37. Levitsky, Steven. 1998. Institutionalization and Peronism. The concept, the case and the case for unpacking the concept. Party Politics 4(1):77–92.Google Scholar
  38. Mainwaring, Scott, and Timothy Scully. 1995. Building democratic institutions: party systems in Latin America. Stanford: Stanford University Press.Google Scholar
  39. Maor, Moshe. 1997. Political parties and party systems: comparative approaches and the British experience. London: Routledge.Google Scholar
  40. Marks, Gary, Lisbeth Hooghe, Moira Nelson, and Erica Edwards. 2006. Party competition and European integration in east and west. Different structure, same causality. Comparative Political Studies 39(2):155–175.Google Scholar
  41. Meleshevich, Andrey. 2007. Party systems in post-soviet countries. A comparative study of political institutionalization in the Baltic States, Russia, and Ukraine. New York: Palgrave Macmillan.Google Scholar
  42. Müller-Rommel, Ferdinand. 1989. New politics in Western Europe. The rise and success of Green parties and alternative lists. San Francisco, London: Westview Press.Google Scholar
  43. Navickas, Andrius. 2017. Lithuania after politics? Political Preferences 14:99–114.Google Scholar
  44. Panebianco, Angelo. 1988. Political parties: organization and power. Cambridge: Cambridge University Press.Google Scholar
  45. Podoba, Juraj. 1998. Rejecting Green velvet: transition, environment and nationalism in Slovakia. Environmental Politics 7(1):129–144.Google Scholar
  46. Poguntke, Thomas. 1993. Alternative politics. The German Green Party. Edinburgh: Edinburgh University Press.Google Scholar
  47. Poguntke, Thomas, Susan Scarrow, and Paul Webb (eds.). 2016. Organizing political parties. Representation, participation, and power. Oxford: Oxford University Press.Google Scholar
  48. Polk, Jonathan, Jan Rovny, Ryan Bakker, Erica Edwards, Liesbet Hooghe, Seth Jolly, Jelle Koedam, Filip Kostelka, Gary Marks, Gijs Schumacher, Marco Steenbergen, Milada Vachudova, and Marko Zilovic. 2017. Explaining the salience of anti-elitism and reducing political corruption for political parties in Europe with the 2014 Chapel Hill Expert Survey data. Research & Politics 4(1):205316801668691. Scholar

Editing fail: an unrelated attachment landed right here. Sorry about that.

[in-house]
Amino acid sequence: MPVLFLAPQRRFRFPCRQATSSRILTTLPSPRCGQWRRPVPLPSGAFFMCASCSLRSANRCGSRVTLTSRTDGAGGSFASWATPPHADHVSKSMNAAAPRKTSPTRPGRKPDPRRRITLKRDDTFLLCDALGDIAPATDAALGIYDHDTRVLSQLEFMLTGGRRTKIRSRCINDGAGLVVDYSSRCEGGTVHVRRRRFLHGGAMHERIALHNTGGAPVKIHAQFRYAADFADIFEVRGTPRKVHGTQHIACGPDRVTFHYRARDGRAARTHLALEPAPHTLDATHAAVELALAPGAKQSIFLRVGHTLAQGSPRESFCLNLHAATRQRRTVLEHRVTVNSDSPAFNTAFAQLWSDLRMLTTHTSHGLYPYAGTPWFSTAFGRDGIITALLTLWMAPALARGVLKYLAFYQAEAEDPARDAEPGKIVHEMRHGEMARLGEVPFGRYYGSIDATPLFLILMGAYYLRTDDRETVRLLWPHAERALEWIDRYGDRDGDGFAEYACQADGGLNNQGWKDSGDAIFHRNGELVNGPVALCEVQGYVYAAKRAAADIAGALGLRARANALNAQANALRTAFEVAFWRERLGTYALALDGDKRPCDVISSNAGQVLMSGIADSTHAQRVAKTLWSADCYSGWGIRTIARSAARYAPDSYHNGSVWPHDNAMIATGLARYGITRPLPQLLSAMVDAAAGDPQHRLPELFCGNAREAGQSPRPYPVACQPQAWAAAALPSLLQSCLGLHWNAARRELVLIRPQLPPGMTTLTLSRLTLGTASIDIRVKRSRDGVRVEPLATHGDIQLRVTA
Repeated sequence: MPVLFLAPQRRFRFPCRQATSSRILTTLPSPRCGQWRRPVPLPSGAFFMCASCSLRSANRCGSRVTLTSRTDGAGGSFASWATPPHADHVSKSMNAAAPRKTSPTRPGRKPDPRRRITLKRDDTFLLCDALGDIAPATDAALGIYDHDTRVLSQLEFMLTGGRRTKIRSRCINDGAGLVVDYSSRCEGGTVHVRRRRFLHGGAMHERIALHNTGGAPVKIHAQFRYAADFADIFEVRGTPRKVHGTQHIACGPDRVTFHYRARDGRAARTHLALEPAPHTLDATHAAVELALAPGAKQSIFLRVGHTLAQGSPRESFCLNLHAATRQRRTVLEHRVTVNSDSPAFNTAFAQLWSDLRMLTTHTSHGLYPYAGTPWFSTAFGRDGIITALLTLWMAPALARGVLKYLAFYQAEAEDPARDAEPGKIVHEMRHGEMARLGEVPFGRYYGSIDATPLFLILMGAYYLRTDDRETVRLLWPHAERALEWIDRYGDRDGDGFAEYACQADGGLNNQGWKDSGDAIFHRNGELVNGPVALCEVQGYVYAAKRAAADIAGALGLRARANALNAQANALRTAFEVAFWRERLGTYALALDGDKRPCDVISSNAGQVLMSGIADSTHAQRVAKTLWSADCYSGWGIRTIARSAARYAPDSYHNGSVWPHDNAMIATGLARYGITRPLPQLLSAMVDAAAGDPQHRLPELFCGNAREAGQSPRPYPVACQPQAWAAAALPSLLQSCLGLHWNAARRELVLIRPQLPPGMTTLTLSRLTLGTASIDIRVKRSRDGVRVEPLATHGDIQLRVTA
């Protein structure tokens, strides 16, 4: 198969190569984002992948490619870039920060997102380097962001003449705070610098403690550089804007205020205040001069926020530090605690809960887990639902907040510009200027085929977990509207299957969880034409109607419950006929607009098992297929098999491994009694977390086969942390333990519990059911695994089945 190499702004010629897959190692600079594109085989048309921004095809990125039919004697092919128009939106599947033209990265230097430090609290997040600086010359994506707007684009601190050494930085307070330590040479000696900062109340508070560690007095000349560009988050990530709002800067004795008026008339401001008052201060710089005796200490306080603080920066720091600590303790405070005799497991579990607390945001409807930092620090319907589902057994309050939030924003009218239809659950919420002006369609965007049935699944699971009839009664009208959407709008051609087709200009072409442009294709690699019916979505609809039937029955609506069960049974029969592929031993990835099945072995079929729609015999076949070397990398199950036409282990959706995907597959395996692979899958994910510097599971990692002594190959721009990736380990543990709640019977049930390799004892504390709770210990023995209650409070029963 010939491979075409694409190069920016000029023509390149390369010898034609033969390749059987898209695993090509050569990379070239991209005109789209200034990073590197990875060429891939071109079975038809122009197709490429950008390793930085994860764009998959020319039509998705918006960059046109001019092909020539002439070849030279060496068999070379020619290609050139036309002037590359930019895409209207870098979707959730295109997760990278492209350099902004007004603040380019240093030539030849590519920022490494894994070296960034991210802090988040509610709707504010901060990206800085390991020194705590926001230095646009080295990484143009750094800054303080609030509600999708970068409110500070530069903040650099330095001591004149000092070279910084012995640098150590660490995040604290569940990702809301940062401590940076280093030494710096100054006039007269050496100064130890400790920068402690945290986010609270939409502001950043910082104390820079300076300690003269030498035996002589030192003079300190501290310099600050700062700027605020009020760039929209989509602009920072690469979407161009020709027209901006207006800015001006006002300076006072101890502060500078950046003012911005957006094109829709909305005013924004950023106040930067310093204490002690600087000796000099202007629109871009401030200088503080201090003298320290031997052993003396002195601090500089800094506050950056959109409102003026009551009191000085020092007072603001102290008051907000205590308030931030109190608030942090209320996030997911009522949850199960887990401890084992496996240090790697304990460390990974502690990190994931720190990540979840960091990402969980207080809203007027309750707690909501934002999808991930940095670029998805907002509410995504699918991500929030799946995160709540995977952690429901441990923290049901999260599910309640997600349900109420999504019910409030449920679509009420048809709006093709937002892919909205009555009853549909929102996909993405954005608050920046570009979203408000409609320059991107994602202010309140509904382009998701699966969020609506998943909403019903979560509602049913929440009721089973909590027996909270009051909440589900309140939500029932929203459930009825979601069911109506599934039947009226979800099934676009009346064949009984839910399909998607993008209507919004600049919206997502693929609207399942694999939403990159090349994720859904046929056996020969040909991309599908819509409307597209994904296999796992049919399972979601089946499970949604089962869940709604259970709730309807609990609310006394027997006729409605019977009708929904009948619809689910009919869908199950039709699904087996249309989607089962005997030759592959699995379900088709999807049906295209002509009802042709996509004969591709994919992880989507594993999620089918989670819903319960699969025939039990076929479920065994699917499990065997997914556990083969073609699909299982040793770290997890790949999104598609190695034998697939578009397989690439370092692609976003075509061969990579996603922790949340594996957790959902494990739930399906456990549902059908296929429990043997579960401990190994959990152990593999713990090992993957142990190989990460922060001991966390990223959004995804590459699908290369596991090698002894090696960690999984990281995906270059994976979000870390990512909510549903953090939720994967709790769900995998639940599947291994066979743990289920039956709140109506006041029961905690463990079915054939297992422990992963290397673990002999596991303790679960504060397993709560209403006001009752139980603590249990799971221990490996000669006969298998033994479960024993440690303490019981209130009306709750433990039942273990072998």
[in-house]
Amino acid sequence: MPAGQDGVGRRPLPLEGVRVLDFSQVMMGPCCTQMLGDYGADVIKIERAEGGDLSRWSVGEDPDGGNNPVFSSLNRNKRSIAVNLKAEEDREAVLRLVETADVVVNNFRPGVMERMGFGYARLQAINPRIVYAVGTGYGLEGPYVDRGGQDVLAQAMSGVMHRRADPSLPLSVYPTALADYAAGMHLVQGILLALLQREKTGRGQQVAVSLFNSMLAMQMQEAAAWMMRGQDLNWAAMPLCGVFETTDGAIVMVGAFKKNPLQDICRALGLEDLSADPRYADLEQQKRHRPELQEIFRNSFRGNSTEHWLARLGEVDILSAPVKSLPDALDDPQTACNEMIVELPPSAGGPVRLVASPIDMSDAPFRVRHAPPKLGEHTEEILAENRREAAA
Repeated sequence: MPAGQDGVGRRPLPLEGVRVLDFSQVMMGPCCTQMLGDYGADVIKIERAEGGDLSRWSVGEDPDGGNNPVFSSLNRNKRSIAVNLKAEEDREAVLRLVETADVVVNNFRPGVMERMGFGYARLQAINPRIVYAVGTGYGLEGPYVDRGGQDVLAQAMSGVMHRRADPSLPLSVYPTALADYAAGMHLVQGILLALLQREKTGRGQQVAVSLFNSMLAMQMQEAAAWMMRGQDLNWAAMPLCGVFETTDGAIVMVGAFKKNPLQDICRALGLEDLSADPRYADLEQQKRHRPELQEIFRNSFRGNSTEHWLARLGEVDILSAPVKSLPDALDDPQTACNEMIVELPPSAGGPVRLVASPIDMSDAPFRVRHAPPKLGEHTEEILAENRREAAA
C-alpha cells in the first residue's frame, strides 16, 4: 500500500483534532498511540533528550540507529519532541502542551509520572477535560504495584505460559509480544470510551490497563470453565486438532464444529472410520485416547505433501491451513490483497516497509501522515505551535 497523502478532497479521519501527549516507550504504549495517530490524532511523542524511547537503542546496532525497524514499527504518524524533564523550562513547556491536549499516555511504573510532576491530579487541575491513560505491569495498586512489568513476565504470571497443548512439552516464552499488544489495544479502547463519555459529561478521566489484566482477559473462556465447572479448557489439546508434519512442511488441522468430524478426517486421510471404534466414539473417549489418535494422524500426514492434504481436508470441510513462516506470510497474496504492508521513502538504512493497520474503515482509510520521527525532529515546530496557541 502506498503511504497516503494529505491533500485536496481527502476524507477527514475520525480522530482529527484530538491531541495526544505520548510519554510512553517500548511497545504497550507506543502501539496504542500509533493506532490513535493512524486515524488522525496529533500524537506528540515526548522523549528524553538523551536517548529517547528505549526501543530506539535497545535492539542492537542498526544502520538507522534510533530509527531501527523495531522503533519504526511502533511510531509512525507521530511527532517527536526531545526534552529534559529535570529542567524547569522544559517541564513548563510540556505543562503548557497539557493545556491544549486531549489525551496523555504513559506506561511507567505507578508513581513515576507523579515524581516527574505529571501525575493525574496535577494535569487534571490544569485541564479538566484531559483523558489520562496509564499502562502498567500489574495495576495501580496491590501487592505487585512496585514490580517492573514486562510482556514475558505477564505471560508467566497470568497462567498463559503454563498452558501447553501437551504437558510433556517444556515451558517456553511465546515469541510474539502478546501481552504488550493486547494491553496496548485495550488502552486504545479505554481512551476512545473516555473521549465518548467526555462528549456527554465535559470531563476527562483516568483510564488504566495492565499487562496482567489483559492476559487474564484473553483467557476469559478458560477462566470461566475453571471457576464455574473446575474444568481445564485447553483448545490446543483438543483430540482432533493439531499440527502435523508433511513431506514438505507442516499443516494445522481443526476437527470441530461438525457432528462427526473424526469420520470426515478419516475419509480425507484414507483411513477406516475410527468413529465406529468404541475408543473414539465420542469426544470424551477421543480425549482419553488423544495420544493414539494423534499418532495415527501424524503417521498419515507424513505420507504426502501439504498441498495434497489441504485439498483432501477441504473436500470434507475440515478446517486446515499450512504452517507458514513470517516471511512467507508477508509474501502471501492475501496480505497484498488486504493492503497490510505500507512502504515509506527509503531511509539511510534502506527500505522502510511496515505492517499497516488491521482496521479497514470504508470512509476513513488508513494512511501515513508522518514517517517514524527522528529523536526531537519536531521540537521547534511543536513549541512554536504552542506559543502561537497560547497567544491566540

49. Randall, Vicky, and Lars Svåsand. 2002. Party institutionalization in new democracies. Party Politics 8(1):5–29.Google Scholar
  50. Rose, Richard, and Thomas Mackie. 1988. Do parties persist or fail? The big trade-off facing organizations. In When parties fail, ed. Kay Lawson, Peter Merkl, 533–558. Princeton: Princeton University Press.Google Scholar
  51. Rovny, Jan, and Edwards Erica. 2012. Struggle over dimensionality. Party competition in Western and Eastern Europe. East European Politics & Societies 26(1):56–74.Google Scholar
  52. Sadura, Przemysław, and Agnieszka Kwiatkowska. 2008. Green politics in a post-political society. In Polish shades of green: Green ideas and political powers in Poland, ed. Przemysław Sadura, 6–10. Brussels, Warsaw: HBS.Google Scholar
  53. Sikk, Allan, and Rune H. Andersen. 2009. Without a tinge of red: the fall and rise of the Estonian Greens. Journal of Baltic Studies 40(3):349–373.Google Scholar
  54. Staniszkis, Jadwiga. 1991. The dynamics of the breakthrough in Eastern Europe. The Polish experience. Berkeley: University of California Press.Google Scholar
  55. Tickle, Andrew, and Ian Welsh (eds.). 1998. Environment and society in Eastern Europe. Essex: Longman.Google Scholar
  56. Valentinavicius, Virgis. 2017. Lithuanian election 2016: the mainstream left and right rejected by voters angry with the establishment. Political Preferences 14:19–34.Google Scholar
  57. Waluszko, Janusz. 2013. Protesty przeciwko budowie elektrowni jądrowej Żarnowiec w latach 1985–1990. Gdańsk: IPN.Google Scholar
  58. Weissenbach, Kristina. 2010. Political party assistance in transition: the German ‘Stiftungen’ in sub-Saharan Africa. Democratization 17(6):1225–1249.Google Scholar

Copyright information

© The Author(s) 2019

Open Access This article is distributed under the terms of the Creative Commons Attribution 4.0 International License (, which permits unrestricted use, distribution, and reproduction in any medium, provided you give appropriate credit to the original author(s) and the source, provide a link to the Creative Commons license, and indicate if changes were made.

Authors and Affiliations

  1. 1.University of Social Sciences and HumanitiesWarsawPoland

Personalised recommendations